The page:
Wednesday, February 11, 2009

"Miserable?" I Don't Think So.

Chicago Miserable

No, I'm not miserable living in Chicago. Not any more miserable than I'd be living anywhere else. Every city has its problems and those that don't, soon will, as everyone flocks like lemmings to live there.

High taxes? You'll have 'em too, soon enough.

Crime? Been to any other big city lately? That's the nature of the urban environment. It ain't Mayberry, folks. That's life--we've accepted it, and so have the thousands of others who come to live here every year, just as I did 12 years ago (granted, my father was born here and my grandmother grew up in the south side, but I had no experience with this city until I moved here myself). Sure, there are things we'd like to change, but I'm sure that the folks who put together that "Forbes"-cited study would like to change things about where they live, too. It's the human condition, discontent. That hardly qualifies as "misery."

I'm not usually a big Neil Steinberg fan, but I liked this paragraph in his column today (to go with the kick-ass front page photo):

"What the Forbes study overlooks is that Chicago is not populated by Manhattan scribes nor Boulder mountain climbers, but Chicagoans. We are a hearty tribe, made of stronger stuff, and delight in challenges that only seem miserable to those who don't know any better. Calling our city miserable is like an agoraphobic calling baseball awful because it takes place outside. It says a lot more about the complainer than the thing being complained about. We love it here, and pity those whose appreciation of life is so constricted that they fail to see why."

For all its corruption, Chicago used to be a whole lot dirtier and more corrupt. And still people loved it. They loved it for the people it produced (Walter Payton, Dorothy Hamill, Mike Ditka, Jack Benny, Benny Goodman, Bill Murray, John Belushi, Patti Smith, Billy Corgan, Bo Diddley, Herbie Hancock, Chaka Khan-this is just a very short list), and the heartiness of its inhabitants.

Maybe the difference is that, during those bad-and-dirty times, Chicago was a stand-alone city, signifying something that was unique to its geographic location. It's become a lot more cosmopolitan over the last few decades, so maybe the people who are really miserable are the folks who came from other regions to live here, and simply weren't expecting the physical and political climate that greeted them.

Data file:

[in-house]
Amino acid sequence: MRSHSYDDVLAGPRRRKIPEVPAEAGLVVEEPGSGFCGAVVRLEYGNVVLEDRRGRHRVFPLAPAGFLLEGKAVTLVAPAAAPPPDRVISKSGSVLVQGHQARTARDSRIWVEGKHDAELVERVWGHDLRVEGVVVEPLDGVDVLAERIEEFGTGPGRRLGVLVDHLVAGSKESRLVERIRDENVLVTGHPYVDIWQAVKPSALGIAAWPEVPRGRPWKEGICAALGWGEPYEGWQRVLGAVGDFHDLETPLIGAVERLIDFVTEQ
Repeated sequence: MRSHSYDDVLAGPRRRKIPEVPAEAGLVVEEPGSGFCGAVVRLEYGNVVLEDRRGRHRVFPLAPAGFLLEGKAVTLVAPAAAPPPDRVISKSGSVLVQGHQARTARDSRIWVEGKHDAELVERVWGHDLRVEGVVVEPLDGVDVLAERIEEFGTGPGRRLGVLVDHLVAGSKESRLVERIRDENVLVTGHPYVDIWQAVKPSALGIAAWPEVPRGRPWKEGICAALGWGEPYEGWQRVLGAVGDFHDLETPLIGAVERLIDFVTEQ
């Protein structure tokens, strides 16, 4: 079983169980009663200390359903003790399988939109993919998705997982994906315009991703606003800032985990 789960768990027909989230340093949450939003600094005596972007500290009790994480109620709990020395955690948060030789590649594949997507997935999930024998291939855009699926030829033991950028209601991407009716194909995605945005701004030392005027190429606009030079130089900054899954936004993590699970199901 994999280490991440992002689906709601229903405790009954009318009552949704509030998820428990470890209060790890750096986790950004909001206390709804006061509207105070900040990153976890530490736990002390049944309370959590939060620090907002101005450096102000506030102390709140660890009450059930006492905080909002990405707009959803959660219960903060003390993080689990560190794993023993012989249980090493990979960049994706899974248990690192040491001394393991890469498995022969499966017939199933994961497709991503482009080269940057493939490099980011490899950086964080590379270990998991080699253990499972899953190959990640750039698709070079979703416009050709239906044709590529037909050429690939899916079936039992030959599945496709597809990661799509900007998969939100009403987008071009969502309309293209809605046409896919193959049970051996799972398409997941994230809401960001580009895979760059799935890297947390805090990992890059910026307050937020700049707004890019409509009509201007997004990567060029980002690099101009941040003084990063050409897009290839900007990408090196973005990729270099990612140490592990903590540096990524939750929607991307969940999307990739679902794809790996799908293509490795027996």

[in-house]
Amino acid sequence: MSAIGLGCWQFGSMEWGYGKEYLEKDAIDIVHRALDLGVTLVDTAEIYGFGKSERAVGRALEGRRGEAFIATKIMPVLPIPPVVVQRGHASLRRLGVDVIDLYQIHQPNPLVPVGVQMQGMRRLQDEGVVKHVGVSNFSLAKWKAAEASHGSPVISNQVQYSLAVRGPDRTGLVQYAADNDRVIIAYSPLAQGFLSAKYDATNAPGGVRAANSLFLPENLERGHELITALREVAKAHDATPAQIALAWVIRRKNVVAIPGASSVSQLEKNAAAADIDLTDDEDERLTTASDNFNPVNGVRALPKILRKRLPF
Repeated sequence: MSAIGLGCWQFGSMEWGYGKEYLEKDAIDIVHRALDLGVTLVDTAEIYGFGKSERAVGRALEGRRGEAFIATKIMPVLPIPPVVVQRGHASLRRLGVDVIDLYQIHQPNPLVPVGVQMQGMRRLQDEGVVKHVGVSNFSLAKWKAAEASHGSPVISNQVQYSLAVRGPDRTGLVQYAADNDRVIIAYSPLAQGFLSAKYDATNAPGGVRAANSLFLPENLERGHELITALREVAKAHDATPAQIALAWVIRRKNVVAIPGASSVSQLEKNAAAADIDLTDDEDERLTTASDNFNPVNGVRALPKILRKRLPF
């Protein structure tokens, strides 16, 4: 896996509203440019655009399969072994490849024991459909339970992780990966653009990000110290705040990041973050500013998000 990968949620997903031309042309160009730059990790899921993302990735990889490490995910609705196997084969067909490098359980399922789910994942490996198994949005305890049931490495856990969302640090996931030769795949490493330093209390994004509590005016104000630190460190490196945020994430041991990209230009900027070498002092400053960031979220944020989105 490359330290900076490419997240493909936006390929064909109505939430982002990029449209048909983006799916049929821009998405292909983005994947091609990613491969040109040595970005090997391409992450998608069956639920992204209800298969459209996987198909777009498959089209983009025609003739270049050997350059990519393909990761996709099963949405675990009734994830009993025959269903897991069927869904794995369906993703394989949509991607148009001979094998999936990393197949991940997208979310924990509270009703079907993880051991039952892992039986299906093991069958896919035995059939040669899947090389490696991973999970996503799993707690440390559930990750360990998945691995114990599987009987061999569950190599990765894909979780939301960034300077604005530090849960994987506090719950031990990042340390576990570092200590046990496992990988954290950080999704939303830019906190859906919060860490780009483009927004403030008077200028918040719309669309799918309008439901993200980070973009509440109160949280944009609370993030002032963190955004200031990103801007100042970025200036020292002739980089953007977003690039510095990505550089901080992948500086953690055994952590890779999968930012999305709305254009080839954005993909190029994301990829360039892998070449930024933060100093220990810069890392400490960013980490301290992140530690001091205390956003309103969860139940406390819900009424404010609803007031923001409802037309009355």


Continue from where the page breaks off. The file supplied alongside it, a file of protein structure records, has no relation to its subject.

They'll learn. Just like the rest of us did. And they'll find reasons to make this city their own--things that they feel belong to them, that speak to them. There's a reason over 3 million people live here.


Anonymous Anonymous said...

A take on the old R.W. Glover Poem: If you want to live in the kind of a city that's the kind of city you like, you needn't slip your clothes in a grip and start on a long, long hike.
You'll find elsewhere what you left behind, for there's nothing that's really new. It's a knock at yourself when you knock your city, it isn't yur city it's you.
Real cities are not made by men afraid lest somebody else gets ahead. When everybody works and nobody shirks you can raise a city from the dead.
And if while you make your stake your neighbor can make one too, your city will be what you want to see, it isn't the city it's you! ed

5:22 PM  
Blogger Aaron said...

Actually, that sounds a lot like a Dr. Seuss book. But it's very apt here--thanks!

5:39 PM  
Anonymous Anonymous said...

The only change to the poem I made besides spelling "your" wrong was that I changed the word town to city. ed

7:45 AM  
Blogger American Girl said...

I think it was Lonely Planet that ranked Chicago as the number one city to visit in The States this year.

8:24 AM  
Blogger Aaron said...

Exactly. People come to visit cities for different reasons. They don't give a rat's ass about the problems, unless they're planning to live there. And if they're planning to live there, they've already accepted the challenges and don't need dry-as-toast "Forbes" magazine to recommend it. It's hardly a travel publication. (It's not even a helpful business publication anymore, in this climate.)

We don't hear much about crackhead Marion Barry these days, do we? It was news for a bit, then it died down. So will this. The only reason people are making such an issue is because Obama is from here, and his inauguration and the governor's impeachment happened simultaneously.

Too much fodder for the mediocre to resist.

12:53 PM  

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